But, sometimes, it is more important to be a neighbourhood, university or a grass root social leader, a radio commentator or a TV host, a writer or a social organizator, than a public authority or official, because in that daily work with the social roots, in the neighbourhoods, factories, radios and TV channels, in the cultural representations is where we build the construction of the new common sense.

So, it is possible for us to have a good minister or parliamentary, but at the cost of a great cultural setback. And this is a very sensitive theme regarding the tasks distribution in a revolutionary process.

The will to power of a popular bloc that is building the State cannot deposit all its energy, resources and its best political leaders in the government management.

This would be to forget that the process got where it got because (cultural and political) power was built from the society, and that the way to guarantee the control of the State’s own power is to guarantee the construction of power from the society, in society itself: in the media, in the workers’ and farmers’ syndicates, in the neighbourhoods, in the culture. While the revolutionary or progressive process is management of the government, a great revolutionary student, syndicate or neighbourhood leader is as important as a good minister or parliamentarian, because there is where the vitality of the revolutionary process lies.

  1. A moral reform and incorruptibility

The third weakness that the progressive and revolutionary governments are presenting is a weak moral reform. Clearly, corruption is a cancer that has always corroded society.

Neoliberalism is a clear example of institutionalized corruption, since it has monopolized the public resources accumulated by two generations transforming them to private resources. Privatization is the most scandalous, immoral, indecent and obscene example of generalized corruption.

Society rebelled against it, being the first work of the progressive and revolutionary governments, in some cases with a bigger intensity, the recovery of privatized resources to extend society’s patrimony of common resources  through nationalization. But that was not enough.

As important as restituting the public resources as everyone’s resources is, it is also important, in the individual, personal field, that every companion who is exercising a public charge does never abandon humility, simplicity, austerity, transparency and incorruptibility in their daily behaviour, in their way of being.

A revolution is a general will aimed to construct a new society which will overcome all the ills that torment the actual, among them corruption. This is why, every leader and representative authority must show in their daily lives the substantial difference with the characters of the old regime which in the past have enriched themselves at the expend of the public purse.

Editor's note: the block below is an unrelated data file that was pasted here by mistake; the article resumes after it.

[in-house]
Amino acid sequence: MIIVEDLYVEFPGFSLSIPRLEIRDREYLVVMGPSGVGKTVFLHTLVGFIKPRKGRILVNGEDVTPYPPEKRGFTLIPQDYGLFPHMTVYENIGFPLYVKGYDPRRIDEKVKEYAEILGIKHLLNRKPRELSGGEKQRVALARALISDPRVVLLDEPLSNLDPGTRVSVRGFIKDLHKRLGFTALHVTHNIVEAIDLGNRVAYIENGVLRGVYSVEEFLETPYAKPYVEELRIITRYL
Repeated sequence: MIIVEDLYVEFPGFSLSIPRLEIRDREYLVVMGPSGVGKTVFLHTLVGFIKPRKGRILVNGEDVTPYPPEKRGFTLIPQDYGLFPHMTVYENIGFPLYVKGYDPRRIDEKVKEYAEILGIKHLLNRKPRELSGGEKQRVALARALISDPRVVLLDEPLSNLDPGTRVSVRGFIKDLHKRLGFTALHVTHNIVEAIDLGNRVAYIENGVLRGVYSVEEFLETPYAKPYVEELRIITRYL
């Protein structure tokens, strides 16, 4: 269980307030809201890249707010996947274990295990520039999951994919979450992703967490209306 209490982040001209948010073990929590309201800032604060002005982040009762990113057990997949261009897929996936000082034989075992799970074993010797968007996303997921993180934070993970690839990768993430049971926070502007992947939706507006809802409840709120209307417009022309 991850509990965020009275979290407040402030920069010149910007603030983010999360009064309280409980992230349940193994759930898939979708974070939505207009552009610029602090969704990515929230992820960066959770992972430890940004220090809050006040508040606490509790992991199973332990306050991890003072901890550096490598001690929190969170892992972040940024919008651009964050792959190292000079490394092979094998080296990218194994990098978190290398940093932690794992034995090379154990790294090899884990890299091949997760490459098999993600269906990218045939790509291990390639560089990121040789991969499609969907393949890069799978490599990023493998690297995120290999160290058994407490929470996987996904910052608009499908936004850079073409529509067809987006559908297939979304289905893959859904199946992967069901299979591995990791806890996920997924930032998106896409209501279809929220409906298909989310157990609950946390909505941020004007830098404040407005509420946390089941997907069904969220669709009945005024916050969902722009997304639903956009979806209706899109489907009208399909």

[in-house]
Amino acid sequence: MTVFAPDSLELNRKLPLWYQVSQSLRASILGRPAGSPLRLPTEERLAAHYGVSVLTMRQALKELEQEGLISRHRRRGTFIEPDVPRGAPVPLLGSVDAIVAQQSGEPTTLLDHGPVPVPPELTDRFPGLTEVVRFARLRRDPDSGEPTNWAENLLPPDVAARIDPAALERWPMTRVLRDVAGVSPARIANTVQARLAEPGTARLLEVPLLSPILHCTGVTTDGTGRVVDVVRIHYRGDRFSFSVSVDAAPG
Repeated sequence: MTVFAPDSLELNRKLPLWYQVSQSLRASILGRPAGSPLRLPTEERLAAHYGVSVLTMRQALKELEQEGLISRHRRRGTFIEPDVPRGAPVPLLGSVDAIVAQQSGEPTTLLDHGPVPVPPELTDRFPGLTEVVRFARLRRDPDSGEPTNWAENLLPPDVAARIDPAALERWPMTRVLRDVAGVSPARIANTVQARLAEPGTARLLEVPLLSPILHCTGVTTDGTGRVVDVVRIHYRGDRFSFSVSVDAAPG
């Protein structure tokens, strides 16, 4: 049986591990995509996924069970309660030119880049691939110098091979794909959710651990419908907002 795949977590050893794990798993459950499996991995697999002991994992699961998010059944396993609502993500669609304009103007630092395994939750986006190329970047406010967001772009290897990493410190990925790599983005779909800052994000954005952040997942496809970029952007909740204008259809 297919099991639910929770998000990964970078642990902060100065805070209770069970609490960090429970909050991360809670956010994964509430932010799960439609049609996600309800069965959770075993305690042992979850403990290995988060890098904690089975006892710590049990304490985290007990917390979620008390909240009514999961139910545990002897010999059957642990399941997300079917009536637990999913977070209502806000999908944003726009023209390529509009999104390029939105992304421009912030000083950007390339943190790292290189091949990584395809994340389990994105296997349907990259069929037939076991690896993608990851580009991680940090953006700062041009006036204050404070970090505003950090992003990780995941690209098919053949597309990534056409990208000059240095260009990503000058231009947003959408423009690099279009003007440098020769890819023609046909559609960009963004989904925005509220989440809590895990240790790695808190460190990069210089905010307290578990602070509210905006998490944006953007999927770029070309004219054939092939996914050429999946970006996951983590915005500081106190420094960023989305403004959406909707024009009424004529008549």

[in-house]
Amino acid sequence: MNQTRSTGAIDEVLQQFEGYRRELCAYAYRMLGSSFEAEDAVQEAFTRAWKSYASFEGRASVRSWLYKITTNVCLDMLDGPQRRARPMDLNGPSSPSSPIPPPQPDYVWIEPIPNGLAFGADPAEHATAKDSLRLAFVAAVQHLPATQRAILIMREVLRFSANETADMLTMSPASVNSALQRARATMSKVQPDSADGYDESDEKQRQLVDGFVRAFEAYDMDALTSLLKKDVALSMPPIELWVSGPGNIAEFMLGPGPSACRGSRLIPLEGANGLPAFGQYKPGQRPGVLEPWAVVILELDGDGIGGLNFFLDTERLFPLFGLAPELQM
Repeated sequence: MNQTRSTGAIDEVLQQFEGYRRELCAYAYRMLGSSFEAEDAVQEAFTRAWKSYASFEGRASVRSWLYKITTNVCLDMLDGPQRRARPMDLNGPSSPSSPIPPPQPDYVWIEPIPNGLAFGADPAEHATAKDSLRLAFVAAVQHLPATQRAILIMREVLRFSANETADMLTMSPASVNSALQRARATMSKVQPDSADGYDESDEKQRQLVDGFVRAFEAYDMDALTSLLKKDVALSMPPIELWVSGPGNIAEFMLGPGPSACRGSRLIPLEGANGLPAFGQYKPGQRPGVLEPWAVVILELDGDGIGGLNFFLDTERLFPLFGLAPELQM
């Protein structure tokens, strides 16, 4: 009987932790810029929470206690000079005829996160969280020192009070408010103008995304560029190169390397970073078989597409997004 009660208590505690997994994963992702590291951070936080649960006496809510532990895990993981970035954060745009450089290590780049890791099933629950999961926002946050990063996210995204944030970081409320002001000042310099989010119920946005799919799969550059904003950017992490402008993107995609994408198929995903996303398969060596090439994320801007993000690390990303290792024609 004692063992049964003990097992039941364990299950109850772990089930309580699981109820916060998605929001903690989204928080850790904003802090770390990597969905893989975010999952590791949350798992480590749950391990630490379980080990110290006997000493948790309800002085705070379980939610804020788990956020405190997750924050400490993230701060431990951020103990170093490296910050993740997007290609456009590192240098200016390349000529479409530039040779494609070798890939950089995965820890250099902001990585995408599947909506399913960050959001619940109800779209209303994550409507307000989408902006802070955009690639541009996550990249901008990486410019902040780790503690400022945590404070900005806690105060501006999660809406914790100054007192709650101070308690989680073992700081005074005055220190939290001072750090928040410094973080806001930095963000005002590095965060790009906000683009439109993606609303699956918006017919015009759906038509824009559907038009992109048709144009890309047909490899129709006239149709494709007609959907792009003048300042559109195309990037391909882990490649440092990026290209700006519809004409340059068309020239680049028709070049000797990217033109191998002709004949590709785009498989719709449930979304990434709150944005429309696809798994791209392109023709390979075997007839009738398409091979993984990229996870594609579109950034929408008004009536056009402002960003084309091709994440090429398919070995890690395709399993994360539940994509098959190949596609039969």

Today, more than ever, it is necessary to work in the capacity to prove with our bodies, behaviours and in our daily life, what we thrust. We cannot separate the thought from the action, what we are from what we say.

Before the hypocrite moralism of the rightist media, we must fight, once and again, for a revolutionary moral of dignification of the public management through a transparent sacrifice for the common, delivering and detaching ourselves to serve the others.

  1. The continuance of the historical leaderships

A fourth element that complicates the process is the democratic continuity of the leaderships in revolutionary regimes.

How do we solve the matter of the leadership continuity? Which true revolution does not personificate the spirit of the era in physical persons? If it was up to the institutions and their mundane rules and procedures, it would no longer be a revolution. Revolutions are not built by institutions, but by people, subjectivities, social classes, individuals, and against the asphyxiation product of some institutions and some privileged collectives.

So, a revolution, which is a collective event, is product of flesh and bone subjectivities, of people who overcome the rules and routines, who find in the value of the flesh and bone subject the space of their historical creativity.

When the subjectivity of the people and the force of the personalities are the ones that define the faith of a country, we are before true revolution processes. And, in general, this powerful event of history, which reconfigures the faith of the peoples, is personified in individuals whose character and speech emblematizes the great collective work.